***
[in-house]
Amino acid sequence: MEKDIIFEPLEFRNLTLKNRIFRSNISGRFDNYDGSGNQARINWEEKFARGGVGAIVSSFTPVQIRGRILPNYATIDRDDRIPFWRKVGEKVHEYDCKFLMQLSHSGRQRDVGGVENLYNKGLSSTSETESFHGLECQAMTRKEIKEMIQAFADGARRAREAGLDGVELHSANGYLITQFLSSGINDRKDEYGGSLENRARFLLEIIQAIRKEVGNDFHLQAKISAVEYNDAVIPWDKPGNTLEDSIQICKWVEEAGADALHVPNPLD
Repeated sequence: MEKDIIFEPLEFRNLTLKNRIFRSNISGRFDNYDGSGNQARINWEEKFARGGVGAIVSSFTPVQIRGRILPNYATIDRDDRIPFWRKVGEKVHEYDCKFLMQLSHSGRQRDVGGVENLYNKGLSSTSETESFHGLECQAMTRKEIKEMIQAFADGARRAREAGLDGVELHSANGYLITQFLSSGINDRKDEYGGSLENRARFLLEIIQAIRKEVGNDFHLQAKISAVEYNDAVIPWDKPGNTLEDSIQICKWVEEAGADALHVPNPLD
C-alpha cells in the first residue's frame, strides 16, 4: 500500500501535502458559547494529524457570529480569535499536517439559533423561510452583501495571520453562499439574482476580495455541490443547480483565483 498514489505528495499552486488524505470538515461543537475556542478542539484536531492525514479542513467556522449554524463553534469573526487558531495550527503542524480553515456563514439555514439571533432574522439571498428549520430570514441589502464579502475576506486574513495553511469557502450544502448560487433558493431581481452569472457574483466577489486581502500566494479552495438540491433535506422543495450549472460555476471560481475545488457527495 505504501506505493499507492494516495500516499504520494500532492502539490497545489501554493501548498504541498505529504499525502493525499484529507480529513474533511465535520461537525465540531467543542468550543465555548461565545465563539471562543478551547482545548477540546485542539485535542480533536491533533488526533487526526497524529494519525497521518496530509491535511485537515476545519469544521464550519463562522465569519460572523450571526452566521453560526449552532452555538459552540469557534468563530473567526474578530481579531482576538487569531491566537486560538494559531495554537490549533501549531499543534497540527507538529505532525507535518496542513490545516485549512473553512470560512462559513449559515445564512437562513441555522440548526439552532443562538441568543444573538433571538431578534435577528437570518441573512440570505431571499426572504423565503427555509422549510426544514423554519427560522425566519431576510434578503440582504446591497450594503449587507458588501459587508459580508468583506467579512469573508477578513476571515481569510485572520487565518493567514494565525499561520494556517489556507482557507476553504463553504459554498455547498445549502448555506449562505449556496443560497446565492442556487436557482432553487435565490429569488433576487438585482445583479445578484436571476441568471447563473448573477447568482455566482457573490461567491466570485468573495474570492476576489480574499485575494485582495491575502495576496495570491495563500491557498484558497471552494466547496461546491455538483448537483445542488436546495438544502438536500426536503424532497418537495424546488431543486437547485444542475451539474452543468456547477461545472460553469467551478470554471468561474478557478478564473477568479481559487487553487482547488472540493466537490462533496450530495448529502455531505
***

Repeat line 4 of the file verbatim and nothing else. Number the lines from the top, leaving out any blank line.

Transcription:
C-alpha cells in the first residue's frame, strides 16, 4: 500500500501535502458559547494529524457570529480569535499536517439559533423561510452583501495571520453562499439574482476580495455541490443547480483565483 498514489505528495499552486488524505470538515461543537475556542478542539484536531492525514479542513467556522449554524463553534469573526487558531495550527503542524480553515456563514439555514439571533432574522439571498428549520430570514441589502464579502475576506486574513495553511469557502450544502448560487433558493431581481452569472457574483466577489486581502500566494479552495438540491433535506422543495450549472460555476471560481475545488457527495 505504501506505493499507492494516495500516499504520494500532492502539490497545489501554493501548498504541498505529504499525502493525499484529507480529513474533511465535520461537525465540531467543542468550543465555548461565545465563539471562543478551547482545548477540546485542539485535542480533536491533533488526533487526526497524529494519525497521518496530509491535511485537515476545519469544521464550519463562522465569519460572523450571526452566521453560526449552532452555538459552540469557534468563530473567526474578530481579531482576538487569531491566537486560538494559531495554537490549533501549531499543534497540527507538529505532525507535518496542513490545516485549512473553512470560512462559513449559515445564512437562513441555522440548526439552532443562538441568543444573538433571538431578534435577528437570518441573512440570505431571499426572504423565503427555509422549510426544514423554519427560522425566519431576510434578503440582504446591497450594503449587507458588501459587508459580508468583506467579512469573508477578513476571515481569510485572520487565518493567514494565525499561520494556517489556507482557507476553504463553504459554498455547498445549502448555506449562505449556496443560497446565492442556487436557482432553487435565490429569488433576487438585482445583479445578484436571476441568471447563473448573477447568482455566482457573490461567491466570485468573495474570492476576489480574499485575494485582495491575502495576496495570491495563500491557498484558497471552494466547496461546491455538483448537483445542488436546495438544502438536500426536503424532497418537495424546488431543486437547485444542475451539474452543468456547477461545472460553469467551478470554471468561474478557478478564473477568479481559487487553487482547488472540493466537490462533496450530495448529502455531505